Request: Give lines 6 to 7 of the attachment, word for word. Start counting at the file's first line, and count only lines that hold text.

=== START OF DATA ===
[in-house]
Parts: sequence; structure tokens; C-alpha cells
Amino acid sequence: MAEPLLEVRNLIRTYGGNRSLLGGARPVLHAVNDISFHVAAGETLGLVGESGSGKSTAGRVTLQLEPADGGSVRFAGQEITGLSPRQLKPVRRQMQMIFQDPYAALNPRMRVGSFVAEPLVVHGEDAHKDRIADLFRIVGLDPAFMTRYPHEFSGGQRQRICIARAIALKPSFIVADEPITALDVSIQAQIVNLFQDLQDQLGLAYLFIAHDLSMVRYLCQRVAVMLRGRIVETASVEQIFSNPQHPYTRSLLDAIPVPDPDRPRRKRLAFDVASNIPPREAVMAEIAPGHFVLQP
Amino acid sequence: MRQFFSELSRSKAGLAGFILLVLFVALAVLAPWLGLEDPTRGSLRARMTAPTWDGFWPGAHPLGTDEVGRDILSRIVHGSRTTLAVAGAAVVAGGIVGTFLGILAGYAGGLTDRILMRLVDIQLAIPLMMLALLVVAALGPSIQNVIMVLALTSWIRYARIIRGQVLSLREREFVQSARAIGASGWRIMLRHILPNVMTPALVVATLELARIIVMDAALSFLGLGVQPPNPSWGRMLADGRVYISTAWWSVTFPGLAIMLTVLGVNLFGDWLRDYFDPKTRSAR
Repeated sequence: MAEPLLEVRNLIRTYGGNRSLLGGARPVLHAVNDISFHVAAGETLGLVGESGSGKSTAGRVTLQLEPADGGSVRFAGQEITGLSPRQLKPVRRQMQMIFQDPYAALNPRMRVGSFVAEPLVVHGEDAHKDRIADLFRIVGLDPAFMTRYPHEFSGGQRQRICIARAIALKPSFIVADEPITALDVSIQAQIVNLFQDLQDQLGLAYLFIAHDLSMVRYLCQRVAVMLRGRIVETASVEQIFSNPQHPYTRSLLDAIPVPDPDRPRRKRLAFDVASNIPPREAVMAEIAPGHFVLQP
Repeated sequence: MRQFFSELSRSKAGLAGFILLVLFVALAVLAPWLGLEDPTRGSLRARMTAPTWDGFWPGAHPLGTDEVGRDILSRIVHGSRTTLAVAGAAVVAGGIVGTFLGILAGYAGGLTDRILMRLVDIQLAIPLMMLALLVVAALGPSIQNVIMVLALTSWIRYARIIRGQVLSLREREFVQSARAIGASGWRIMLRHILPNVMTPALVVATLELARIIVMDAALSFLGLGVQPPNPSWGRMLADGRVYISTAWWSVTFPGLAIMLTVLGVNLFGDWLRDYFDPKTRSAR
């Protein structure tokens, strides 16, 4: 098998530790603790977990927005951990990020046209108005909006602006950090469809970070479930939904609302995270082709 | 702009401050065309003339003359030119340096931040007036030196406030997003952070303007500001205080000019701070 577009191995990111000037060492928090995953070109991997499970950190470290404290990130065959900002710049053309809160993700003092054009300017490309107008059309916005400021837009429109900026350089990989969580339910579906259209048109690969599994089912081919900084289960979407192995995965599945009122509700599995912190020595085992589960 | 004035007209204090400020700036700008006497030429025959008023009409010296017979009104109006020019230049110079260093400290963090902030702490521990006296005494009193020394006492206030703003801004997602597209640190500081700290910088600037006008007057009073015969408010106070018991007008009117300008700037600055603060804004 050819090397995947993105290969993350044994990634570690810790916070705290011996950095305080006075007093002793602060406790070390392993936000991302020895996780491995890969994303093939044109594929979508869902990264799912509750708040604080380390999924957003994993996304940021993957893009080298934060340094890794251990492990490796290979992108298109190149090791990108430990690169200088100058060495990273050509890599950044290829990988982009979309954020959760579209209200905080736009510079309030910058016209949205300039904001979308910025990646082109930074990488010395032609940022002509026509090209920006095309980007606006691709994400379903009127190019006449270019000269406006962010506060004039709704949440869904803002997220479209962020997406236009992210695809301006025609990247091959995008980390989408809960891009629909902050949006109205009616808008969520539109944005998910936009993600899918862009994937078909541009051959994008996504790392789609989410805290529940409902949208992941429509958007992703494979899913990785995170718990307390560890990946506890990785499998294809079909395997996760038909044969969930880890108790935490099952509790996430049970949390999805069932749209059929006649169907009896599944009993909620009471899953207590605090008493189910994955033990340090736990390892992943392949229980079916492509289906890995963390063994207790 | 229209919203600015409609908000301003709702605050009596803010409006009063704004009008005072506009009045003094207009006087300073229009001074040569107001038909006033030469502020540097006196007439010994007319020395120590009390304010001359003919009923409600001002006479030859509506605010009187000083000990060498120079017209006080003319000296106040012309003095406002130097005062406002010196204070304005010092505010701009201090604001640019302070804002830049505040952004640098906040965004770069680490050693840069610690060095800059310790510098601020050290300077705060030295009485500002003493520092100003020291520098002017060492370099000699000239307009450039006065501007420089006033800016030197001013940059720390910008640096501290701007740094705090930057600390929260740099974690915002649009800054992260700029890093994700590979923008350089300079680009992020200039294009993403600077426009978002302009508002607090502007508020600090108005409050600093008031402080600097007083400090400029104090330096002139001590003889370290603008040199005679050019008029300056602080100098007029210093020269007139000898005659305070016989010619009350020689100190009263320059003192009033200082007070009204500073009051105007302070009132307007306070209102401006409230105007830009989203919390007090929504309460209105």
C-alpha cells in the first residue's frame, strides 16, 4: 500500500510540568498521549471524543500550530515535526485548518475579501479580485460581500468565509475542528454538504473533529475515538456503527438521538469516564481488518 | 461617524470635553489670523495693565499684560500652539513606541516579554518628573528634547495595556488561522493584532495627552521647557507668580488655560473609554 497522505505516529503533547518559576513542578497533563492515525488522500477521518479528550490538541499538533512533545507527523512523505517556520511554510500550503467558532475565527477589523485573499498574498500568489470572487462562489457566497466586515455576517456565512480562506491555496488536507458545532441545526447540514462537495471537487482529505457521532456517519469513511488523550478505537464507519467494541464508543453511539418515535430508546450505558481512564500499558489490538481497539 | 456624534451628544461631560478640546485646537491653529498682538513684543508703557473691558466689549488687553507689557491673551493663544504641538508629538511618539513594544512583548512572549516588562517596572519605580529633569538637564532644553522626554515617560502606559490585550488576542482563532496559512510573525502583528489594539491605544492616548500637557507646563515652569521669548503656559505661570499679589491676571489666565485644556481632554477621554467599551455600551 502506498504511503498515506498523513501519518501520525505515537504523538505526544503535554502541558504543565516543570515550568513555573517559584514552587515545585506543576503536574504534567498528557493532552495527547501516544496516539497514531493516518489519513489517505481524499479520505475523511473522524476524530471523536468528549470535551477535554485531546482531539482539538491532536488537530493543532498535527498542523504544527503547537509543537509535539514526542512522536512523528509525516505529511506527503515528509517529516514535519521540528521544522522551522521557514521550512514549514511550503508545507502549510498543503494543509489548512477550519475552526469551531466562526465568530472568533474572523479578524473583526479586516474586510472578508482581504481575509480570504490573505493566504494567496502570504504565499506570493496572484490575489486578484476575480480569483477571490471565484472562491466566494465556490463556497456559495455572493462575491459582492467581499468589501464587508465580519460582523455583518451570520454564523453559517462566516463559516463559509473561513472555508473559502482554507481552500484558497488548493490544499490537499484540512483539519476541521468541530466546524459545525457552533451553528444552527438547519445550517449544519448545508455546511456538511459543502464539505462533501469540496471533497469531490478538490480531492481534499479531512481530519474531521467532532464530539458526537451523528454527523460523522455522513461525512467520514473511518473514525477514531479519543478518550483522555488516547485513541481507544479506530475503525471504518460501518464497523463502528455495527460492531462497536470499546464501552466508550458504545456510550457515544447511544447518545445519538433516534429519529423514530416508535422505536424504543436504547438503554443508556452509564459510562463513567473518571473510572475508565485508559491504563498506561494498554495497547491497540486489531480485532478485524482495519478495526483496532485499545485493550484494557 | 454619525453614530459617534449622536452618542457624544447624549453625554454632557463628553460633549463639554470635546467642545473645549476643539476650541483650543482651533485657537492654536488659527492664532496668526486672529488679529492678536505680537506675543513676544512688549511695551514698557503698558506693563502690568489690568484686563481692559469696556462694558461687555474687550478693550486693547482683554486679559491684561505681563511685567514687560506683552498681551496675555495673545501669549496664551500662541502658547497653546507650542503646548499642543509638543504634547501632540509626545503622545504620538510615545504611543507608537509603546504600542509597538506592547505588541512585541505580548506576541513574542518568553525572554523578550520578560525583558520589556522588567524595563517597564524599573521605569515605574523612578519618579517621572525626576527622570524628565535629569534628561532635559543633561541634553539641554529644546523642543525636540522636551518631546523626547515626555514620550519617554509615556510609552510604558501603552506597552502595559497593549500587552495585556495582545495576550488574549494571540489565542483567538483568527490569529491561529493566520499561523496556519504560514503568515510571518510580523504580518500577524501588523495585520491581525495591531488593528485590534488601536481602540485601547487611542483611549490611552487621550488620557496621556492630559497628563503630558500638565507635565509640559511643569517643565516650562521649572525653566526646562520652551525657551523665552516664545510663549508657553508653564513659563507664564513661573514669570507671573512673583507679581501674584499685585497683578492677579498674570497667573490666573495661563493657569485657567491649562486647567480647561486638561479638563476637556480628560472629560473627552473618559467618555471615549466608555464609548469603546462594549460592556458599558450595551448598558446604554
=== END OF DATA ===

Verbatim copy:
Repeated sequence: MRQFFSELSRSKAGLAGFILLVLFVALAVLAPWLGLEDPTRGSLRARMTAPTWDGFWPGAHPLGTDEVGRDILSRIVHGSRTTLAVAGAAVVAGGIVGTFLGILAGYAGGLTDRILMRLVDIQLAIPLMMLALLVVAALGPSIQNVIMVLALTSWIRYARIIRGQVLSLREREFVQSARAIGASGWRIMLRHILPNVMTPALVVATLELARIIVMDAALSFLGLGVQPPNPSWGRMLADGRVYISTAWWSVTFPGLAIMLTVLGVNLFGDWLRDYFDPKTRSAR
């Protein structure tokens, strides 16, 4: 098998530790603790977990927005951990990020046209108005909006602006950090469809970070479930939904609302995270082709 | 702009401050065309003339003359030119340096931040007036030196406030997003952070303007500001205080000019701070 577009191995990111000037060492928090995953070109991997499970950190470290404290990130065959900002710049053309809160993700003092054009300017490309107008059309916005400021837009429109900026350089990989969580339910579906259209048109690969599994089912081919900084289960979407192995995965599945009122509700599995912190020595085992589960 | 004035007209204090400020700036700008006497030429025959008023009409010296017979009104109006020019230049110079260093400290963090902030702490521990006296005494009193020394006492206030703003801004997602597209640190500081700290910088600037006008007057009073015969408010106070018991007008009117300008700037600055603060804004 050819090397995947993105290969993350044994990634570690810790916070705290011996950095305080006075007093002793602060406790070390392993936000991302020895996780491995890969994303093939044109594929979508869902990264799912509750708040604080380390999924957003994993996304940021993957893009080298934060340094890794251990492990490796290979992108298109190149090791990108430990690169200088100058060495990273050509890599950044290829990988982009979309954020959760579209209200905080736009510079309030910058016209949205300039904001979308910025990646082109930074990488010395032609940022002509026509090209920006095309980007606006691709994400379903009127190019006449270019000269406006962010506060004039709704949440869904803002997220479209962020997406236009992210695809301006025609990247091959995008980390989408809960891009629909902050949006109205009616808008969520539109944005998910936009993600899918862009994937078909541009051959994008996504790392789609989410805290529940409902949208992941429509958007992703494979899913990785995170718990307390560890990946506890990785499998294809079909395997996760038909044969969930880890108790935490099952509790996430049970949390999805069932749209059929006649169907009896599944009993909620009471899953207590605090008493189910994955033990340090736990390892992943392949229980079916492509289906890995963390063994207790 | 229209919203600015409609908000301003709702605050009596803010409006009063704004009008005072506009009045003094207009006087300073229009001074040569107001038909006033030469502020540097006196007439010994007319020395120590009390304010001359003919009923409600001002006479030859509506605010009187000083000990060498120079017209006080003319000296106040012309003095406002130097005062406002010196204070304005010092505010701009201090604001640019302070804002830049505040952004640098906040965004770069680490050693840069610690060095800059310790510098601020050290300077705060030295009485500002003493520092100003020291520098002017060492370099000699000239307009450039006065501007420089006033800016030197001013940059720390910008640096501290701007740094705090930057600390929260740099974690915002649009800054992260700029890093994700590979923008350089300079680009992020200039294009993403600077426009978002302009508002607090502007508020600090108005409050600093008031402080600097007083400090400029104090330096002139001590003889370290603008040199005679050019008029300056602080100098007029210093020269007139000898005659305070016989010619009350020689100190009263320059003192009033200082007070009204500073009051105007302070009132307007306070209102401006409230105007830009989203919390007090929504309460209105």